This obsession with changing my delivery ultimately killed my velocity and pitchability. What most players like myself fail to understand is when you throw decently hard, there are normally a couple of small adjustments that need to be made to throw harder. Not a complete overhaul of the mechanics.

I went from a consistently low 90’s fastball to barely averaging 90 in my outings. My off-speed was horrendous and not competitive at the level I was playing at. My mechanics were changing for the worse, and I failed to realize that in the moment. I thought I was doing the right thing and working on the right adjustments. Instead, I lost who I was as a pitcher.

If you get drafted or you sign to play college baseball, remember there is a reason you are given that opportunity. You do something special better than others, and you have shown that you can succeed. Do not change to be like someone else. Do not try an reinvent the wheel, focus on something small you want to fix.

I wish I had known at that moment what I needed to work on, instead of guessing every day. Yes, in professional baseball you have some of the “best” coaches available to help, but receiving the individualized time you need is tough with so many guys in an organization.

It was not until I started training with Tread Athletics, that I found my identity. I will dive more into how they have helped me later in this post.

3. Did Not Understand My Strengths

Some baseball players are naturally gifted at the game and great at everything they do. Other players are elite at one or two things, but that separates them from the average player. Instead of focusing on a few things that made me “good” I found myself overcomplicating my pitching and changing too much.

This mistake ties in with my first mistake and contributed to me losing my identity. So why did I not understand my strengths?

I was a successful college pitcher because of my ability to compete. When I got to professional baseball I was competing with pitches that were not effective. But if I was in a professional baseball organization, shouldn’t I have known my pitches were not effective?

Yes, looking back I have mixed feelings about this. I find it crazy that some professional coaches never broke down what made me successful in college and told me to focus on that. But, then I also blame myself for not being aware of my strengths and abilities. However, this comes with time.

Here is an example: Analytically, my best pitch is my fastball because of my low vertical approach angle, and the vertical movement. Basically, I should throw fastballs up and I will be at an advantage. That is terminology I could have never told you about myself when I was first in professional baseball, but why?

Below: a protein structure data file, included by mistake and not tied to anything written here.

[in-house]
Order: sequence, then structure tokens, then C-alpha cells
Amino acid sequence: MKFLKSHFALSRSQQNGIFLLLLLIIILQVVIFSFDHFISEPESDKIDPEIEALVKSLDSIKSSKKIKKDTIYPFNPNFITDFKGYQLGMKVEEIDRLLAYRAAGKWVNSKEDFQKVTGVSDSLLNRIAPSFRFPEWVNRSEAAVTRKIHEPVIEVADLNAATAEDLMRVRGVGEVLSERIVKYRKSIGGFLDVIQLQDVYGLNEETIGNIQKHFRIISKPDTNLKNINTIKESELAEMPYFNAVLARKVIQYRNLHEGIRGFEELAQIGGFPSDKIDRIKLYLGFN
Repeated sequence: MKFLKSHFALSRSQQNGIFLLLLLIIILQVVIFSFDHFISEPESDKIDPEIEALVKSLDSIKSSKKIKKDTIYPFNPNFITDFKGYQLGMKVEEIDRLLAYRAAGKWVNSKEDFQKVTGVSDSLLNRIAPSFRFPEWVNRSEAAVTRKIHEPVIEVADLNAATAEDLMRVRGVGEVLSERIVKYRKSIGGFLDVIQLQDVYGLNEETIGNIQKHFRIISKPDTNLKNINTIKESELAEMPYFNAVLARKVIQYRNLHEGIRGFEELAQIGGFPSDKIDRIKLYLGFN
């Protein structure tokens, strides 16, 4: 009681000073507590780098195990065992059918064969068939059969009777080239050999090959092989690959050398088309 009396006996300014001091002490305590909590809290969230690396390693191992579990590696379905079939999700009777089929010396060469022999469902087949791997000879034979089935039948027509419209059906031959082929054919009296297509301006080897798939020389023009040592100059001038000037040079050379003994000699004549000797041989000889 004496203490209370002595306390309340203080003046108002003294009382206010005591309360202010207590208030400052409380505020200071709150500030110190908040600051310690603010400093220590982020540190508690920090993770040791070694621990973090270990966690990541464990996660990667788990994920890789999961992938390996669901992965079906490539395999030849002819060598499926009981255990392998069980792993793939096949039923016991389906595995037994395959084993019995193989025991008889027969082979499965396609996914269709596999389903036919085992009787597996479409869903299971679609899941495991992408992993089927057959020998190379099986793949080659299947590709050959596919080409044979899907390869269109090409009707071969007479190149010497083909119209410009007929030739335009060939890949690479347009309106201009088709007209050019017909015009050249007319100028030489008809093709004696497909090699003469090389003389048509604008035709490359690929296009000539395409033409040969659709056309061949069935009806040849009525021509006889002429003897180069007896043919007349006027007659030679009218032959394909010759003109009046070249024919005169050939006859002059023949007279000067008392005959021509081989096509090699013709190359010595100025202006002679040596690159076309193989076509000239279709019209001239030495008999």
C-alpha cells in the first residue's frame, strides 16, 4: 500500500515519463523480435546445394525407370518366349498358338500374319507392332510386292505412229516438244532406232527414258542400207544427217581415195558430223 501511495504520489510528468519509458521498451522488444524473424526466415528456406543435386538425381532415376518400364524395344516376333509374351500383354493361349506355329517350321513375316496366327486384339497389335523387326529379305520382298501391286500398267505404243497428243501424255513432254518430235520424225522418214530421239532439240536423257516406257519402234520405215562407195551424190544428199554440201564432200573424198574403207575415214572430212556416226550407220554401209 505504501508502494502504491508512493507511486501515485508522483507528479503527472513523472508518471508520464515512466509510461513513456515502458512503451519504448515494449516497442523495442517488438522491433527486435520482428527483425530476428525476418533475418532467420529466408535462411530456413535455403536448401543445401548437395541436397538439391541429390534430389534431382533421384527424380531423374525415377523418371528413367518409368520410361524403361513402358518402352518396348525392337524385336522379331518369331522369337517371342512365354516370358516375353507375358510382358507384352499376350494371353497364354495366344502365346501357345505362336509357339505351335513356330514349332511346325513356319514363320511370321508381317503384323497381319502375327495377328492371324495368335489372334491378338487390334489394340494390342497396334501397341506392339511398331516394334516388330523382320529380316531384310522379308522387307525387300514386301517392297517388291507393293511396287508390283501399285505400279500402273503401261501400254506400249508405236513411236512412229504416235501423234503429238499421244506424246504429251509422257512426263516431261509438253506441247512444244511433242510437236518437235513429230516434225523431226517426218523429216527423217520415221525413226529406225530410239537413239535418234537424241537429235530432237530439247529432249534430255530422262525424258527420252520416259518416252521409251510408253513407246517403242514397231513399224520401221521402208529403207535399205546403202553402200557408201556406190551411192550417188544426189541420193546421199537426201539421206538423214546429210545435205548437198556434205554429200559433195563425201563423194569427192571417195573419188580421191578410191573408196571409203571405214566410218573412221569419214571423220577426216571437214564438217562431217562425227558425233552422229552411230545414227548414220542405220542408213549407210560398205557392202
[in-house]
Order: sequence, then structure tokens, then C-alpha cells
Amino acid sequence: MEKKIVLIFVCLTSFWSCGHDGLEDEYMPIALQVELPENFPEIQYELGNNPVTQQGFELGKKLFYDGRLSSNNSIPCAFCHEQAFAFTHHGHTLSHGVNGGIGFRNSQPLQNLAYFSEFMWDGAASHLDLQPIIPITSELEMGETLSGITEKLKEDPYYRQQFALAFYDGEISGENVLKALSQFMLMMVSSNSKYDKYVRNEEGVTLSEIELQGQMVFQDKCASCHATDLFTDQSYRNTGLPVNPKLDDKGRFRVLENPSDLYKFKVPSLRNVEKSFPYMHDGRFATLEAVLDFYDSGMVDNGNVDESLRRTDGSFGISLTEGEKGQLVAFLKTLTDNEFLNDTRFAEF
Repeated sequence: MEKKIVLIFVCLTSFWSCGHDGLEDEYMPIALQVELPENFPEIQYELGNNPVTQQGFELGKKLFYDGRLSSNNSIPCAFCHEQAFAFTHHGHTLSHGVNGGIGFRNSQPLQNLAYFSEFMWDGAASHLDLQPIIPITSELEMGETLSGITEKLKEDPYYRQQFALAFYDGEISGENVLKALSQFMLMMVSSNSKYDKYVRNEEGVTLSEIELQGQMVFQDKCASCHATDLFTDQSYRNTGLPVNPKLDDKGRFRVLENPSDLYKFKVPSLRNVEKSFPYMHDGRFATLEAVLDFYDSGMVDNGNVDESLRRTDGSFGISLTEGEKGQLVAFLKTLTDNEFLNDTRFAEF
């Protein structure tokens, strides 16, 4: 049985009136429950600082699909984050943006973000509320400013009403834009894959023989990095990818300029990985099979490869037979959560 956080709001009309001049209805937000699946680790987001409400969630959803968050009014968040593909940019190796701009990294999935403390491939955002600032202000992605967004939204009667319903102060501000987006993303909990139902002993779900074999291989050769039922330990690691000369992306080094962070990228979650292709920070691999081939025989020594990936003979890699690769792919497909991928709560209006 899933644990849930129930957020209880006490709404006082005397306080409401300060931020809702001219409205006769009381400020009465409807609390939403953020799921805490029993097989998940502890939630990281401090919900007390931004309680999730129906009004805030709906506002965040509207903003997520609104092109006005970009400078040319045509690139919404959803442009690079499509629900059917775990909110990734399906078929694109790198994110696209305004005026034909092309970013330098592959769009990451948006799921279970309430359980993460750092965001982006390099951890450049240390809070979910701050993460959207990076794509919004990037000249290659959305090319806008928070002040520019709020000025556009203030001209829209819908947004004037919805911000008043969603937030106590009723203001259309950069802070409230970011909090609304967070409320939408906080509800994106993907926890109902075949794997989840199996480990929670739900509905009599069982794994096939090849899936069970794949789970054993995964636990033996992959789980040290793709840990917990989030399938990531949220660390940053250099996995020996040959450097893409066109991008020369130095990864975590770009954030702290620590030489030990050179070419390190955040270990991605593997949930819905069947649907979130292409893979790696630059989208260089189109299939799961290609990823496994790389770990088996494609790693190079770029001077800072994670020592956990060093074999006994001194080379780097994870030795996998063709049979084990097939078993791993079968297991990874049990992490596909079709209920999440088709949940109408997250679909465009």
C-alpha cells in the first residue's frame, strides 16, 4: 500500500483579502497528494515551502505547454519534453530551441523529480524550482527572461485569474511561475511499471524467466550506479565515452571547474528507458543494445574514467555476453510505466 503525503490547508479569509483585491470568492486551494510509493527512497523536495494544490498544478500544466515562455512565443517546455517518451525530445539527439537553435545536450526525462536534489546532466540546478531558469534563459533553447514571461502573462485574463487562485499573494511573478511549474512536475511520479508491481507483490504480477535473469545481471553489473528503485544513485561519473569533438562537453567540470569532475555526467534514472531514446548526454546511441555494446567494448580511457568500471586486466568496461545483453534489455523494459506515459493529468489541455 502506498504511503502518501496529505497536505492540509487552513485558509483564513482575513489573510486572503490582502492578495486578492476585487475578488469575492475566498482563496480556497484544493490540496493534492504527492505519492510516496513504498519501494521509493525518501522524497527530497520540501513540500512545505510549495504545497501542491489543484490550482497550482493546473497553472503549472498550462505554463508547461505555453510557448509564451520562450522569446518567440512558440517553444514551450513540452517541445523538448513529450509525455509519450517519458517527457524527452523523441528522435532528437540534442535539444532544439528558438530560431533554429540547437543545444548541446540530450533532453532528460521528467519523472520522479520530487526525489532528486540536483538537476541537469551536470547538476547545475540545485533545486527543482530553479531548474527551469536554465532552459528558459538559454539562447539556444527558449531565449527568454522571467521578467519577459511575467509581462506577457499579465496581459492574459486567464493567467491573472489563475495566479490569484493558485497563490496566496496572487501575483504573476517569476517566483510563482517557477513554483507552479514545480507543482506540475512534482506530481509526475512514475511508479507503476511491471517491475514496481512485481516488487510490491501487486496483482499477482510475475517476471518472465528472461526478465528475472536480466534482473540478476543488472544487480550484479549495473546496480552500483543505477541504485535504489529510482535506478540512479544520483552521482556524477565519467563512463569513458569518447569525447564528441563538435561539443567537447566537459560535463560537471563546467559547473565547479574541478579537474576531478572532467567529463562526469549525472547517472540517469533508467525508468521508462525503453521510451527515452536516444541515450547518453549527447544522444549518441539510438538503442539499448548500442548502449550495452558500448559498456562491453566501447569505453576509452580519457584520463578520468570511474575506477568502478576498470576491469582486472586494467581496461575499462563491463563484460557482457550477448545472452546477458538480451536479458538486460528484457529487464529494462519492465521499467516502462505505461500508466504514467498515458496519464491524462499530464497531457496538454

Sometimes all it takes is having a coach sit you down and tell you, “Hey this is what you are good at, focus on this, not that.” Hearing from a person with authority will make the message more clear. I never really had that talk in professional baseball. Instead, I found myself trying to create other strengths.

Once I started training with Tread Athletics, I had that talk. I had a coach, multiple times, sit down and show me what I was good at, and provide evidence to prove it. This was a turning point in my career. When you understand what your strengths are as a baseball player, your confidence in that skill will drastically improve. As a result, your performance will as well.

Find a place that can help you understand your strengths, like Tread Athletics did for me. Do not waste your time on making every skill “perfect.” Chances are that will never happen. Find what makes you elite, and learn how to maximize your potential with those strengths.

This does not mean stop working on the little things about your game, because they are important. This advice is more practical for older baseball players. You will reach a point where improving “everything” is not logical. Be smart about your training and dedicate more time to sharpening your strengths.

4. Did Not Understand My Body

To get the most out of your baseball training and progression, you have to understand how your body works. I failed to realize and unfortunately injured myself in the process. This is an aspect of my career I did not fully comprehend until I started training with Tread Athletics. Let’s break down what I mean…